A letter promising an extra fire department position caused a clash between town officials this week.

It was revealed late Wednesday night during a meeting of the Board of Finance -- one day after First Selectman Ken Flatto (as member of the Board of Selectmen) recommended cutting an additional $100,000 from the Board of Education budget -- that Flatto had a signed letter of agreement with the fire union more than a year ago to provide the department one extra firefighter for the ladder truck. This move would cost the town in excess of $370,000 annually, and the position would be filled by four different firefighters working overtime every day.

The fire department wanted the added position two years ago, according to Flatto. However, he was concerned about the cost and asked the union to hold off on its request. The union honored Flatto's request and Flatto agreed to go forward with the extra position for the ladder truck in July 2010, which makes it possible for the fire department to deploy a second ladder truck as a rescue truck in the same shift if need be.

RTM Moderator Jim Walsh said a side letter is usually used to clarify certain ambiguities in a contract when they come up.

"But this minimum manning issue is the clearest term in the contract and the most expensive term in the contract," he said. "This is hardly something that should be unilaterally changed with a hidden side letter by the first selectman."

It was also revealed during Wednesday's meeting that Flatto actually signed two side letters of agreement. The first letter (which didn't have a date on it), plus Flatto's decision to suspend the program, resulted in the union filing a prohibitive labor practice violation claiming Flatto was reneging on the original side letter of agreement. Therefore, to resolve the dispute, they negotiated a second side letter agreement.

Town officials argued Wednesday that the letter of agreement was never run by the Representative Town Meeting (RTM) or even the Board of Selectmen (BOS).

"This is the biggest power grab I've ever seen," said Walsh, who has been a part of the legislative body for a dozen years. "We at the RTM approved this last fire contract, with a minimum manning of 22." Flatto's agreement would change that 22 figure to 23.

Flatto told the Fairfield Citizen that the agreement he made with the union was far from a power grab.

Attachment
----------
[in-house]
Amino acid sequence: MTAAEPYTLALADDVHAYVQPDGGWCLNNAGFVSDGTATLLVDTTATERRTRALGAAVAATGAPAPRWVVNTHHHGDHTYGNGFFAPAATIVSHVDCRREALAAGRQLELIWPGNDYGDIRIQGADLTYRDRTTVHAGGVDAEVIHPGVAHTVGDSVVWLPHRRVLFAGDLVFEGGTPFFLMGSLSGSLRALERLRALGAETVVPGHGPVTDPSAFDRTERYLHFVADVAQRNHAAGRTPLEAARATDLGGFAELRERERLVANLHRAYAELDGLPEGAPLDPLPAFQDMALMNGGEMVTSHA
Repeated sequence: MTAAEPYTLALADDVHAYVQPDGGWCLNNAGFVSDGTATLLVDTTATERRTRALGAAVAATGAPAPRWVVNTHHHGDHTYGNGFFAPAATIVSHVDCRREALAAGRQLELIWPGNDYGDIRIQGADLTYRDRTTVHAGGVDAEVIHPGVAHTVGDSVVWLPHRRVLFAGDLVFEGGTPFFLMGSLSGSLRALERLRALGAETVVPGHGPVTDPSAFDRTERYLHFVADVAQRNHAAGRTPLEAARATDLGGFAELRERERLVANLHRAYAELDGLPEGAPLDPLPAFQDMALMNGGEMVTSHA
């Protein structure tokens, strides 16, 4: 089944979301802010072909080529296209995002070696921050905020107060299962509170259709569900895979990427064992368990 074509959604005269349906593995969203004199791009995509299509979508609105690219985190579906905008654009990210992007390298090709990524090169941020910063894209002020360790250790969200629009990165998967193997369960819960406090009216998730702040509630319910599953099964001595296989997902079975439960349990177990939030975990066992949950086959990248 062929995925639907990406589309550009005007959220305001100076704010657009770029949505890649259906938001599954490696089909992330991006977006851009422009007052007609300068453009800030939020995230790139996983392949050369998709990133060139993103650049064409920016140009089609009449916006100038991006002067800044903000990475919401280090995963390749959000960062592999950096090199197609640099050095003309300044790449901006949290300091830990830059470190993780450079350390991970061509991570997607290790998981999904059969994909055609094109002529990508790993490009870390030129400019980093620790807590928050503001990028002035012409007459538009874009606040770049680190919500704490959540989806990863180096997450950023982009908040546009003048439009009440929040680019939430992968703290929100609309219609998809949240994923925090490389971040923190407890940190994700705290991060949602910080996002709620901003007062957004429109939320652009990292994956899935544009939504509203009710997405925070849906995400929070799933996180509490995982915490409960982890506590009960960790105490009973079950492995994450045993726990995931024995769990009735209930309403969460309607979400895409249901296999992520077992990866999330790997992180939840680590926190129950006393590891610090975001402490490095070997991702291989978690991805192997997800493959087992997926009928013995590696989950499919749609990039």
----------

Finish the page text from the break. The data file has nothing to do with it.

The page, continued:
"I believe I was following the intent of town boards that did vote two years ago to fund this program, though they want to test the program. Mr. Walsh and [RTM member] Peter Ambrose may not remember that the `ladder shift' work expansion was fully discussed at both the BOF and RTM level and the RTM approved funding," Flatto said. "If the town boards had denied funding, I never would have proceeded to commit the fire department to proceed with this program. But the town boards voted to go forward (albeit some wanted to have a review before making it permanent). This appears to me to be more a case of people on the town boards not realizing we had to conduct internal negotiations over aspects of this issue ... so in retrospect, I think the only issue is that I should have briefed the board about this side letter a year ago instead of having it come up this year. I did not expect it to be so controversial."

Walsh said he doesn't believe, in retrospect, that the side letter of agreement would ever see the light of day, "considering [Flatto] kept it in his desk drawer and did not file it properly with the town clerk's office."

Walsh believes if terms of a public contract are changed, a side letter of agreement should be made public, and therefore, he is of the opinion there may be an FOI (Freedom of Information Act) violation. He plans to look into the matter before possibly filing an FOI violation.

Board of Finance members asked Flatto Wednesday what would happen if the board decided not to fund the money for the extra firefighter. Flatto said he didn't want to speculate. Ambrose and Walsh, in the hallway just outside the meeting room, both said they wouldn't be surprised if litigation sprouted from this.

Back inside the meeting, Flatto told the BOF members: "My hope is that we can convince you this is a good idea, even during a tough time."

Board of Finance Chairman Tom Flynn, noting the town is dealing with a very lean budget, wondered where in the budget this money would come from if the Board of Finance or RTM decided to cut the funding, only to find out they had a legal obligation to fulfill Flatto's letter of agreement, which is considered collective bargaining.

Connecticut General Statute Section 7--474 (b) states that where the town legislative body is a "town meeting," the Board of Finance shall approve sufficient funds for a collective bargaining agreement.

"Is the RTM a town meeting?" asked Robert Bellitto Jr., a member of the Board of Finance who is also an attorney. "It depends on how you define town meeting."

There is another statute, Section 7-193 (organization of government structure), that defines the term listing different forms of government, including a "town meeting; a representative town meeting; a board of selectmen, council, board of directors, board of aldermen or board of burgesses; or a combination of a town meeting or representative town meeting," among others.

The confusion or debate results from CGS Section 7-474 (b) referencing a "town meeting" and Section 7-193 separating out "town meeting" and "representative town meeting."

"If we don't know what the legislature's intent was, it's hard to make heads or tails of it," Bellitto said. "If we choose to cut [the funds for the additional firefighter], we don't want to have a situation where we're told we had a statutory obligation to fund it."

Board of Finance member Michael Tetreau said Wednesday night that he was frustrated with the situation. "This is not [the time] when you make a decision to add [close to $400,000] worth of expenses to the budget."